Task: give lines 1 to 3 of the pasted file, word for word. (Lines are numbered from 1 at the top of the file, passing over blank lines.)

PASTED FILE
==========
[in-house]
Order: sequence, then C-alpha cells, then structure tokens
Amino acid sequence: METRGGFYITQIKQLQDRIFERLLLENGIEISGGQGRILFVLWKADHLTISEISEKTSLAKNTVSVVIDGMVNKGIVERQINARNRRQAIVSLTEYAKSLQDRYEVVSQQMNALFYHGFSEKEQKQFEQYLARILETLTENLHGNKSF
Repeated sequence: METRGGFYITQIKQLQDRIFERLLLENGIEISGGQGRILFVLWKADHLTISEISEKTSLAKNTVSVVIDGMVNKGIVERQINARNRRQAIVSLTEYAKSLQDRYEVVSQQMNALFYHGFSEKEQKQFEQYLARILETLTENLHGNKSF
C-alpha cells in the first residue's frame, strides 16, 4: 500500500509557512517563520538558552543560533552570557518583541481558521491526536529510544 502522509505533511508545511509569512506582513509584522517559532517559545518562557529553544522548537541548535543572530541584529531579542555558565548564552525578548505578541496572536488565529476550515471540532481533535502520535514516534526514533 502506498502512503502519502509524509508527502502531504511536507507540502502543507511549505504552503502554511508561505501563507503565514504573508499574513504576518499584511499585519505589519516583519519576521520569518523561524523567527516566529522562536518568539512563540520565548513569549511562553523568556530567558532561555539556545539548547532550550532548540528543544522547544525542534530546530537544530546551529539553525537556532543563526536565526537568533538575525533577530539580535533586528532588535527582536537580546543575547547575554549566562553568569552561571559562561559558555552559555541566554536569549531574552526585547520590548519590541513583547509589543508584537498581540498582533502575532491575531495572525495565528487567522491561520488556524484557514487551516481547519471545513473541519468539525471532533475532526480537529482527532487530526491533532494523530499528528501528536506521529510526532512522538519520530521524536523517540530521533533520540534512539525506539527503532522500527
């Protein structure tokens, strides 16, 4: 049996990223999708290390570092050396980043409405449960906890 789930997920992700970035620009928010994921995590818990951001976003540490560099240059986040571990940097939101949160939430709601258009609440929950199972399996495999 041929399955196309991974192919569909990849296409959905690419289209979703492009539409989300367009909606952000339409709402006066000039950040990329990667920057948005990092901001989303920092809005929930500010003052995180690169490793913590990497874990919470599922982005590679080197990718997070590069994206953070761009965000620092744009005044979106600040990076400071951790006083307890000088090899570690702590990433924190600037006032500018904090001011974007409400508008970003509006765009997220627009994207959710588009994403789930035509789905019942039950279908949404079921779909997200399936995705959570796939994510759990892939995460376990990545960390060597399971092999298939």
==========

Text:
[in-house]
Order: sequence, then C-alpha cells, then structure tokens
Amino acid sequence: METRGGFYITQIKQLQDRIFERLLLENGIEISGGQGRILFVLWKADHLTISEISEKTSLAKNTVSVVIDGMVNKGIVERQINARNRRQAIVSLTEYAKSLQDRYEVVSQQMNALFYHGFSEKEQKQFEQYLARILETLTENLHGNKSF